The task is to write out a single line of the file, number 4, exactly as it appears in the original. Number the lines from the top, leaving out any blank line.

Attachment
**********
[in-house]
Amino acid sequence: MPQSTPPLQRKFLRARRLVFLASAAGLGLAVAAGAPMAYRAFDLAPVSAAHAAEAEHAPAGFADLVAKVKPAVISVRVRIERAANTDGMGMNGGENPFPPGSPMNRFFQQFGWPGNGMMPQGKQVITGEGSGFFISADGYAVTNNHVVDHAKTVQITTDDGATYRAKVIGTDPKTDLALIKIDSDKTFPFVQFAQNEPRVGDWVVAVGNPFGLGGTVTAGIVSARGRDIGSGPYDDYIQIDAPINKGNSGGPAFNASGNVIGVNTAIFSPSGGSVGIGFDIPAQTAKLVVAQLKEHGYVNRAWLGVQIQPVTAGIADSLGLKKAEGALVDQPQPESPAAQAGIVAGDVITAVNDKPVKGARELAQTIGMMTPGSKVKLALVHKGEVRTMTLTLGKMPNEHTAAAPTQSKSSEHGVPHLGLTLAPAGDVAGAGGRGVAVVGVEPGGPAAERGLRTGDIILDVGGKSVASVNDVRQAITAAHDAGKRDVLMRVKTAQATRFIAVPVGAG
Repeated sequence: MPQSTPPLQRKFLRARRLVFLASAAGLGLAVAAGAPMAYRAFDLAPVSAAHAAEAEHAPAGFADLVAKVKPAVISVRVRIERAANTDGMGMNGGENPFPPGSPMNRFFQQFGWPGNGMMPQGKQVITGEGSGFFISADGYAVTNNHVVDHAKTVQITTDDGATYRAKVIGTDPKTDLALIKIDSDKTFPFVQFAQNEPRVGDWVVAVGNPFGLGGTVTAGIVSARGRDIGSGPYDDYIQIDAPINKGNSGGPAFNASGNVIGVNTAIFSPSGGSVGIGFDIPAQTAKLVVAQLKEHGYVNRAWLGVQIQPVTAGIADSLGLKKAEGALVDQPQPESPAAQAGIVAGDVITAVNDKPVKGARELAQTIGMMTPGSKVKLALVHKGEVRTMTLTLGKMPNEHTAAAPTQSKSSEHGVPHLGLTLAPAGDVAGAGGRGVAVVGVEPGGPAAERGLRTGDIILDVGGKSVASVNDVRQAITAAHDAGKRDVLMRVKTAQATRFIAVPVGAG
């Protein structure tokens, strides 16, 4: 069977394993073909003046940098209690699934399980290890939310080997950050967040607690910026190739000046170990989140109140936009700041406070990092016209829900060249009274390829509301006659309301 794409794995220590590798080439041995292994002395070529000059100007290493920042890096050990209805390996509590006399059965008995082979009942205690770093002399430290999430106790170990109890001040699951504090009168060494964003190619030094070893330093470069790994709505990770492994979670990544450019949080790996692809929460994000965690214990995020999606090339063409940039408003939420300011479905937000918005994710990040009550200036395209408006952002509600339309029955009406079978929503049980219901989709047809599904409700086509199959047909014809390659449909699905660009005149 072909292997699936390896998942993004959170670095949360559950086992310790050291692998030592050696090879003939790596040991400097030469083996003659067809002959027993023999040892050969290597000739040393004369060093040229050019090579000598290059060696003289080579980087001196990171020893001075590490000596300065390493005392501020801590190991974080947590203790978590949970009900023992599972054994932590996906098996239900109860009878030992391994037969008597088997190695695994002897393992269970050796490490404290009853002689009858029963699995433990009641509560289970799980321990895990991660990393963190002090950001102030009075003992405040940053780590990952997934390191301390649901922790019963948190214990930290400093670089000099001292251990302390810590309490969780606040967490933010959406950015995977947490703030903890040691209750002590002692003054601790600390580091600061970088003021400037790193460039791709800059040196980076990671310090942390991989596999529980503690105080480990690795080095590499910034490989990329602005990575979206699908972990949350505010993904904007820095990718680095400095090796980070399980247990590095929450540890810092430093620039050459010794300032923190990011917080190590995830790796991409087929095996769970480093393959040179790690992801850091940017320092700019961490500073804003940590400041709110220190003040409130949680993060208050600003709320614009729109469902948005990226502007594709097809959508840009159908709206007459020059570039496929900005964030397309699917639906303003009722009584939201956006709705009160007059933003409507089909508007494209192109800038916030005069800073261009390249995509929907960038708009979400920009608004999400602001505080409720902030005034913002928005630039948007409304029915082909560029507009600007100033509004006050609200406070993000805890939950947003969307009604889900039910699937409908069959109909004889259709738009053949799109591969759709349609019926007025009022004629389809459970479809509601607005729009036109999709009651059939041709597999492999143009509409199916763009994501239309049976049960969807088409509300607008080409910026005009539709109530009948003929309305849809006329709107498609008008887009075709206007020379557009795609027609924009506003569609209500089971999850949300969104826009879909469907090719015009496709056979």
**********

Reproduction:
């Protein structure tokens, strides 16, 4: 069977394993073909003046940098209690699934399980290890939310080997950050967040607690910026190739000046170990989140109140936009700041406070990092016209829900060249009274390829509301006659309301 794409794995220590590798080439041995292994002395070529000059100007290493920042890096050990209805390996509590006399059965008995082979009942205690770093002399430290999430106790170990109890001040699951504090009168060494964003190619030094070893330093470069790994709505990770492994979670990544450019949080790996692809929460994000965690214990995020999606090339063409940039408003939420300011479905937000918005994710990040009550200036395209408006952002509600339309029955009406079978929503049980219901989709047809599904409700086509199959047909014809390659449909699905660009005149 072909292997699936390896998942993004959170670095949360559950086992310790050291692998030592050696090879003939790596040991400097030469083996003659067809002959027993023999040892050969290597000739040393004369060093040229050019090579000598290059060696003289080579980087001196990171020893001075590490000596300065390493005392501020801590190991974080947590203790978590949970009900023992599972054994932590996906098996239900109860009878030992391994037969008597088997190695695994002897393992269970050796490490404290009853002689009858029963699995433990009641509560289970799980321990895990991660990393963190002090950001102030009075003992405040940053780590990952997934390191301390649901922790019963948190214990930290400093670089000099001292251990302390810590309490969780606040967490933010959406950015995977947490703030903890040691209750002590002692003054601790600390580091600061970088003021400037790193460039791709800059040196980076990671310090942390991989596999529980503690105080480990690795080095590499910034490989990329602005990575979206699908972990949350505010993904904007820095990718680095400095090796980070399980247990590095929450540890810092430093620039050459010794300032923190990011917080190590995830790796991409087929095996769970480093393959040179790690992801850091940017320092700019961490500073804003940590400041709110220190003040409130949680993060208050600003709320614009729109469902948005990226502007594709097809959508840009159908709206007459020059570039496929900005964030397309699917639906303003009722009584939201956006709705009160007059933003409507089909508007494209192109800038916030005069800073261009390249995509929907960038708009979400920009608004999400602001505080409720902030005034913002928005630039948007409304029915082909560029507009600007100033509004006050609200406070993000805890939950947003969307009604889900039910699937409908069959109909004889259709738009053949799109591969759709349609019926007025009022004629389809459970479809509601607005729009036109999709009651059939041709597999492999143009509409199916763009994501239309049976049960969807088409509300607008080409910026005009539709109530009948003929309305849809006329709107498609008008887009075709206007020379557009795609027609924009506003569609209500089971999850949300969104826009879909469907090719015009496709056979």